Two popular dividend-focused ETFs are SPYD, the SPDR Portfolio S&P 500 High Dividend ETF, and SCHD, the Schwab U.S. Dividend Equity ETF. Let’s compare them.
First, note that I don’t chase dividends. But I recognize that many investors use dividends to supplement their current income, particularly in retirement. Others just irrationally prefer dividend-paying stocks. I even designed a dividend-focused portfolio for income investors. In any case, these two funds are very popular and take a pretty different approach. Here we’ll review these dividend ETFs and explore the differences between them.
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In a hurry? Here are the highlights:
- SPYD and SCHD are two popular dividend-oriented ETFs from SPDR and Schwab, respectively.
- SPYD launched in 2015 and SCHD launched in 2011.
- SPYD costs a tiny bit more at 7 bps, while SCHD costs 6 bps.
- Both are very popular and have significant AUM, but SCHD is more popular than SPYD.
- SPYD captures the highest-yielding stocks in the S&P 500.
- SCHD looks for high-quality companies with a sustainable dividend via profitability screens.
- SPYD overweights Energy, Utilities, and REITs and all but excludes Industrials, Technology, and Consumer Cyclical stocks.
- SCHD overweights Financials, Industrials, and Consumer Staples, excludes REITs entirely, and nearly excludes Utilities.
- Since SPYD’s inception in 2015, SCHD has massively outperformed it on both a general and risk-adjusted basis.
- SPYD delivers greater exposure to the Size and Value equity risk factors. Profitability and Investment exposures are roughly equal between the two funds.
- SPYD has a higher yield at 3.99%, compared to 3.43% for SCHD.
Prefer video? Watch it here:
SPYD vs. SCHD – Methodology
SPYD launched in 2015. It is the SPDR Portfolio S&P 500 High Dividend ETF. As the name suggests, SPYD is comprised of a basket of high yield stocks from the S&P 500. Appropriately, SPYD tracks the S&P 500 High Dividend Index. This index simply takes the 80 highest-yielding stocks from the S&P 500 Index and equally weights them. Easy enough. This makes SPYD particularly attractive to yield chasers.
SCHD is the Schwab U.S. Dividend Equity ETF. It launched in 2011. The fund seeks to track the Dow Jones U.S. Dividend 100™ Index, which is comprised of 100 stocks with at least 10 consecutive years of dividend payments and a minimum market cap of $500 million. Stocks are then selected for the index by screening for yield, profitability and cash flow metrics, and projected dividend growth, excluding REITs. Individual companies are capped at 4% and sectors are capped at 25%.
SPYD and SCHD have an overlap of only about 24%. This is illustrated more clearly in the very different sector weightings below.
In terms of factor exposure, SPYD tilts smaller than SCHD and provides appreciable exposure across Value, Investment, and Profitability. SCHD provides similar loadings on Profitability Investment but a much smaller loading on Value and a negative loading on Size.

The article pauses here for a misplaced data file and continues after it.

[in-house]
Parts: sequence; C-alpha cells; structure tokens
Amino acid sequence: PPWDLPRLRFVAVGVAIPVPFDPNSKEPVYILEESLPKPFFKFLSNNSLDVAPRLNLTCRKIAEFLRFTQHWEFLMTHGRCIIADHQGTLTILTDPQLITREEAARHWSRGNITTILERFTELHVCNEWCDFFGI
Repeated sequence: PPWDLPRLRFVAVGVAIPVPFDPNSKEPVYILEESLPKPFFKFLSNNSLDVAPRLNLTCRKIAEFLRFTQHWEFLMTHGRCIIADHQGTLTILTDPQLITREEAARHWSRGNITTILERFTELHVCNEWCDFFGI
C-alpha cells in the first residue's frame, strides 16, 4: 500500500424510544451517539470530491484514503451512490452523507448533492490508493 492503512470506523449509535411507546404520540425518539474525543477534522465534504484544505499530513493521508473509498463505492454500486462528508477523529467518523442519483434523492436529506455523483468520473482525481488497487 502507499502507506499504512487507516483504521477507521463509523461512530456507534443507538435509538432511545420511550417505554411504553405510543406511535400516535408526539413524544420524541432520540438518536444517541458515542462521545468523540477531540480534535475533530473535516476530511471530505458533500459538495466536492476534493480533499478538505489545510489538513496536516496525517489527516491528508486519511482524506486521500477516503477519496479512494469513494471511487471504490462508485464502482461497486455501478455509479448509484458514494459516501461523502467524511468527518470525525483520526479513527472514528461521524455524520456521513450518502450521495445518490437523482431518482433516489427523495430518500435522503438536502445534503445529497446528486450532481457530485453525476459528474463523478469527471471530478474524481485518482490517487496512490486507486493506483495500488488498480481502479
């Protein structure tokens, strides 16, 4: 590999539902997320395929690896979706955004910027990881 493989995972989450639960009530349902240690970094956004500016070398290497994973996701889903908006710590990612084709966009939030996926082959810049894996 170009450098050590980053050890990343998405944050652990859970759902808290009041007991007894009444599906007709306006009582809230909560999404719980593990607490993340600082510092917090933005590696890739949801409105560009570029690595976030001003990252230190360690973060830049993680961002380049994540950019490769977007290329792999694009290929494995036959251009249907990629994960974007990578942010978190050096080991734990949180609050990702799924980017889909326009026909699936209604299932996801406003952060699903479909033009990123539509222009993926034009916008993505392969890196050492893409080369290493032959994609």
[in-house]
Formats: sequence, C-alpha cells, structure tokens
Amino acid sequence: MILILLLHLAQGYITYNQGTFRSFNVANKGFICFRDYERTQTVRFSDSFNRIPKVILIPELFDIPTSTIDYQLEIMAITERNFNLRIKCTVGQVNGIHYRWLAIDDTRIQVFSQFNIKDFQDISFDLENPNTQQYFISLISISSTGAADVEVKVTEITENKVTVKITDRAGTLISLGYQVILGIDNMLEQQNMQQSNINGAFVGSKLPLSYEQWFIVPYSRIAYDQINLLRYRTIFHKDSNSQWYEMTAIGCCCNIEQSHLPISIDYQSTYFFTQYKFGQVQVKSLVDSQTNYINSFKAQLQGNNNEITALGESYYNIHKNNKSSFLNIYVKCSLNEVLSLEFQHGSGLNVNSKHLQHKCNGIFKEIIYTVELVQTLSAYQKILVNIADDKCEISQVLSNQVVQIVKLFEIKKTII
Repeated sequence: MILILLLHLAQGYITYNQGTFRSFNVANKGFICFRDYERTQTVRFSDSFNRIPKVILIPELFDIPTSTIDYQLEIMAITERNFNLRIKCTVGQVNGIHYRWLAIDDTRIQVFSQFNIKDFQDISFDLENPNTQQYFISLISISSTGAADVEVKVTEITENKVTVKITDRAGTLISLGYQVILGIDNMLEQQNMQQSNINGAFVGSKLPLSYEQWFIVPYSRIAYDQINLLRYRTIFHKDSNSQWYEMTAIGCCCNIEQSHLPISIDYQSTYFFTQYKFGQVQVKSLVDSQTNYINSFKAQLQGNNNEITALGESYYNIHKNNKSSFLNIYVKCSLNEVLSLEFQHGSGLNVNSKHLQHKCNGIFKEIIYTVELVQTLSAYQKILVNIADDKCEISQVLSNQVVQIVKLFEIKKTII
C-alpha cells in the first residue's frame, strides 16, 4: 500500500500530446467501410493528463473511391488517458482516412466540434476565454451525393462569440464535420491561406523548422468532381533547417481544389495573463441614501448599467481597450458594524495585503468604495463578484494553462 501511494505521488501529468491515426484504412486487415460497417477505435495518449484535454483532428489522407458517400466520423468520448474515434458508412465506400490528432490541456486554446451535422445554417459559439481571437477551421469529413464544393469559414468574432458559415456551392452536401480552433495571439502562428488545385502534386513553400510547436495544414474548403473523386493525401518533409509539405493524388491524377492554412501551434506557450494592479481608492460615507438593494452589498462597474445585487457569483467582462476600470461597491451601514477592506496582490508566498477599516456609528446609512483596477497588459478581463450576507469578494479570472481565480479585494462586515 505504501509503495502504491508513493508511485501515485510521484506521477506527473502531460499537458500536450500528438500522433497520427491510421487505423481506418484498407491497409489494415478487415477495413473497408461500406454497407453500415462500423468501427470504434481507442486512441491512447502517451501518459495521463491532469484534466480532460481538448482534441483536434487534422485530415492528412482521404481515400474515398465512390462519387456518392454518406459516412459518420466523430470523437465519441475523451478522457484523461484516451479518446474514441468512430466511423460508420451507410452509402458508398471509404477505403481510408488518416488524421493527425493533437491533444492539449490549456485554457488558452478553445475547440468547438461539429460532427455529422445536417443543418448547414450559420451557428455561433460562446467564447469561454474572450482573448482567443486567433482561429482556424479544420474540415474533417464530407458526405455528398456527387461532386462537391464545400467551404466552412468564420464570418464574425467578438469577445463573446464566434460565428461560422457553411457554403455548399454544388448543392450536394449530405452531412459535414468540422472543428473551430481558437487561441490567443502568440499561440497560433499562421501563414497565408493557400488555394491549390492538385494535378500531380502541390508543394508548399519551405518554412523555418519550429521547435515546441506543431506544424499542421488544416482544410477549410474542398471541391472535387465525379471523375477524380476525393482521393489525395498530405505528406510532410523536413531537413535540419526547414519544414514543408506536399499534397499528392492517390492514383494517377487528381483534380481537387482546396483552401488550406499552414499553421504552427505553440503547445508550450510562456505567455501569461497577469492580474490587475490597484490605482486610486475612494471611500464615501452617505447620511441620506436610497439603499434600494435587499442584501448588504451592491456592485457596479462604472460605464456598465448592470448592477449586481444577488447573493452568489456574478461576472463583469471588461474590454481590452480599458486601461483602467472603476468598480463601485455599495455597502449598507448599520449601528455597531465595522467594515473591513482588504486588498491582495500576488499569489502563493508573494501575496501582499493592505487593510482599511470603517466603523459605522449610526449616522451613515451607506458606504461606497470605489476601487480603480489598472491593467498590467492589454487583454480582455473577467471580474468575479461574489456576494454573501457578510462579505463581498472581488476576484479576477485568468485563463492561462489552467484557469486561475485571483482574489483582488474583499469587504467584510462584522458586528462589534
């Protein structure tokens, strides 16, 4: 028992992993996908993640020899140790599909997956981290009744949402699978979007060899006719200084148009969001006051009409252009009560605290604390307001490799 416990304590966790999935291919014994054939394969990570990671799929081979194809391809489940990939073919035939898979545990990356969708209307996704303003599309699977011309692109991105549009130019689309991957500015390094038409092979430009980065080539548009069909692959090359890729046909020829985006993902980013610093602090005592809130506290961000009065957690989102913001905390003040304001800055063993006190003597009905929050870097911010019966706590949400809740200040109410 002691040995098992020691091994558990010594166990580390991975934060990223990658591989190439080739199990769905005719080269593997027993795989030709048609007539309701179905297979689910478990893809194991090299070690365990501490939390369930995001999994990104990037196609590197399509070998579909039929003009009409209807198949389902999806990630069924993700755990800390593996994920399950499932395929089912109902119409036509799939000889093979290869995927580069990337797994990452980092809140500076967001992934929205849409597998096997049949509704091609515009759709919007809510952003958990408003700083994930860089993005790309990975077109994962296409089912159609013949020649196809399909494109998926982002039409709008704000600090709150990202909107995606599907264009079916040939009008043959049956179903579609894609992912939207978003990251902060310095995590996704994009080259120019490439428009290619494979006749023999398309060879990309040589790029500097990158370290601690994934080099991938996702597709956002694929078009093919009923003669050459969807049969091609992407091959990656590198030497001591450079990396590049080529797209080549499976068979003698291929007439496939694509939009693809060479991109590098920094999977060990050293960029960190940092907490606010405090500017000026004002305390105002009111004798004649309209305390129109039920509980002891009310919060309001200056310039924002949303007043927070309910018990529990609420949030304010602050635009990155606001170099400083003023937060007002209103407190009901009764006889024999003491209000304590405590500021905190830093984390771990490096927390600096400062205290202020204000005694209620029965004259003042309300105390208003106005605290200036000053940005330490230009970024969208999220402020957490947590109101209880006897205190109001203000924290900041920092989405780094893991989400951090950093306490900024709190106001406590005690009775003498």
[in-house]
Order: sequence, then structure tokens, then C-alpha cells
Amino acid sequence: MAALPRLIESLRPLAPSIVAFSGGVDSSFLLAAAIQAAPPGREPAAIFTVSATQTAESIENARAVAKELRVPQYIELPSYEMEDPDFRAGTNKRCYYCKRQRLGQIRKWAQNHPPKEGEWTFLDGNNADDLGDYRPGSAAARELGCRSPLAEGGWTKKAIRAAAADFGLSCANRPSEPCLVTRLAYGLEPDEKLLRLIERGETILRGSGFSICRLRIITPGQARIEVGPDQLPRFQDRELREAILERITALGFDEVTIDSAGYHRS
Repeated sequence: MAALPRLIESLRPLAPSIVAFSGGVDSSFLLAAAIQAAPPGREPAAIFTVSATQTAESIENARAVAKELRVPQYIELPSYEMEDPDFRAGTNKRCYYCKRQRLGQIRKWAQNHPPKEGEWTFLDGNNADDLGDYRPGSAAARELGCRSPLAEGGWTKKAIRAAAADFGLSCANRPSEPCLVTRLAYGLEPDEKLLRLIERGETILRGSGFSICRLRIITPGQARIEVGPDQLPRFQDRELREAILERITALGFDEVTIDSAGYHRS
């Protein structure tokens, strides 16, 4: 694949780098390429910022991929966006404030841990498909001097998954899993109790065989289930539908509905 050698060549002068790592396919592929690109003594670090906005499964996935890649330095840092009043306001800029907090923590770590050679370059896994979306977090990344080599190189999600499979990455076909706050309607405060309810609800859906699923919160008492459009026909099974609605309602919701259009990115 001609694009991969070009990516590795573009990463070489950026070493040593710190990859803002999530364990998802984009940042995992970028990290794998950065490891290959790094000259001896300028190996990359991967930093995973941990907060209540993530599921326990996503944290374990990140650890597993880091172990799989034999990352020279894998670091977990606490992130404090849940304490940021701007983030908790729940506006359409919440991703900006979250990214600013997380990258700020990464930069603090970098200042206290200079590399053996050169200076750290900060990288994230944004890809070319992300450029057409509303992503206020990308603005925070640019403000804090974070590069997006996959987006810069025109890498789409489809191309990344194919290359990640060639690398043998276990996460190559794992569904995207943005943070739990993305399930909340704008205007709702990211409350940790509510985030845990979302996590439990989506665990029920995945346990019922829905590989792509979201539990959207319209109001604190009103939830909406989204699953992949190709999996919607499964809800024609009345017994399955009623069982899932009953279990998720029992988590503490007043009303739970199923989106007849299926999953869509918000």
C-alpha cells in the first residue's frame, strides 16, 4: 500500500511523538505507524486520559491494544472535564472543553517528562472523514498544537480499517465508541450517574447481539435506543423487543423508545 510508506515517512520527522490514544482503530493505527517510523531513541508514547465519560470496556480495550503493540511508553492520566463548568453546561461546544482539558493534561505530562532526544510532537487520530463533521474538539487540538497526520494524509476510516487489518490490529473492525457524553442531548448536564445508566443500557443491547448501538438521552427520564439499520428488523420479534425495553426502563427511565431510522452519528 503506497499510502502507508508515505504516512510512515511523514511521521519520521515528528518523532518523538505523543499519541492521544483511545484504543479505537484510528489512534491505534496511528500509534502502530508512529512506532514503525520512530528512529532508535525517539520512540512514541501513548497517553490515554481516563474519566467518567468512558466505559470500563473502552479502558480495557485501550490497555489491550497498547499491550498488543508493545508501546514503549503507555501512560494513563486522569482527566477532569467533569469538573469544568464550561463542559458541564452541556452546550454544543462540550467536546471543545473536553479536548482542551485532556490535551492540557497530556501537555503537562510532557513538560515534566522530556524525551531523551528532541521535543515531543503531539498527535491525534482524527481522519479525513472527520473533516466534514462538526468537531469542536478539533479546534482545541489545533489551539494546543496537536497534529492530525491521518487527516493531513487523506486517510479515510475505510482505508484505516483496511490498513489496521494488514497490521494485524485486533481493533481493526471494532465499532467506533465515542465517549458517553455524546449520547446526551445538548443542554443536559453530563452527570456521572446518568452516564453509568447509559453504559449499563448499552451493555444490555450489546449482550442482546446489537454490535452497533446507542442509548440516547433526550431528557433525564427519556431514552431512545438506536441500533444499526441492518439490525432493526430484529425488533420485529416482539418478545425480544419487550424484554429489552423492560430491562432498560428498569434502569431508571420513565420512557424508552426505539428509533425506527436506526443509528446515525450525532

SPYD and SCHD both have significant assets, but SPYD is more expensive by 1 basis point at 0.07%, versus 0.06% for SCHD.
Yield chasers may appreciate SPYD’s higher yield by about half a percent. At the time of writing, SPYD has a dividend yield of 3.99%, compared to 3.43% for SCHD.
SPYD vs. SCHD – Sector Composition
Notice how SPYD is highly concentrated in just a handful of sectors that are notorious for high yields like REITs, Utilities, Energy, and Financials. SCHD is concentrated in other sectors like Industrials and Technology which are all but absent from SPYD. SCHD also excludes REITs entirely.
SPYD vs. SCHD – Performance Backtest
Here’s a performance backtest of SPYD and SCHD going back to SPYD’s inception in 2015 through 2021:
During that time, SPYD has severely lagged SCHD on both a general and risk-adjusted basis. Also notice the much larger max drawdown for SPYD from the March 2020 crash and its considerably greater volatility compared to SCHD.
SPYD vs. SCHD – Conclusion
If you’re solely focused on yield and/or prefer to massively overweight Utilities, REITs, and Energy relative to both SCHD and the broader market, SPYD may be of use. If instead you want to make sector bets on Financials and Industrials while maintaining the appreciable tech exposure similar to the market, go with SCHD.
In any case, in my opinion, neither of these funds is perfectly suitable as a core holding in a well-diversified portfolio. Moreover, if one wants to target the factor exposure that explains returns between diversified portfolios, you may be better off simply using funds that directly target those factors.
Conveniently, both SPYD and SCHD should be available at any major broker, including M1 Finance, which is the one I’m usually suggesting around here.
Do you own either of these dividend funds in your portfolio? Let me know in the comments.
Disclaimer: While I love diving into investing-related data and playing around with backtests, I am in no way a certified expert. I have no formal financial education. I am not a financial advisor, portfolio manager, or accountant. This is not financial advice, investing advice, or tax advice. The information on this website is for informational and recreational purposes only. Investment products discussed (ETFs, mutual funds, etc.) are for illustrative purposes only. It is not a recommendation to buy, sell, or otherwise transact in any of the products mentioned. Do your own due diligence. Past performance does not guarantee future returns. Read my lengthier disclaimer here.
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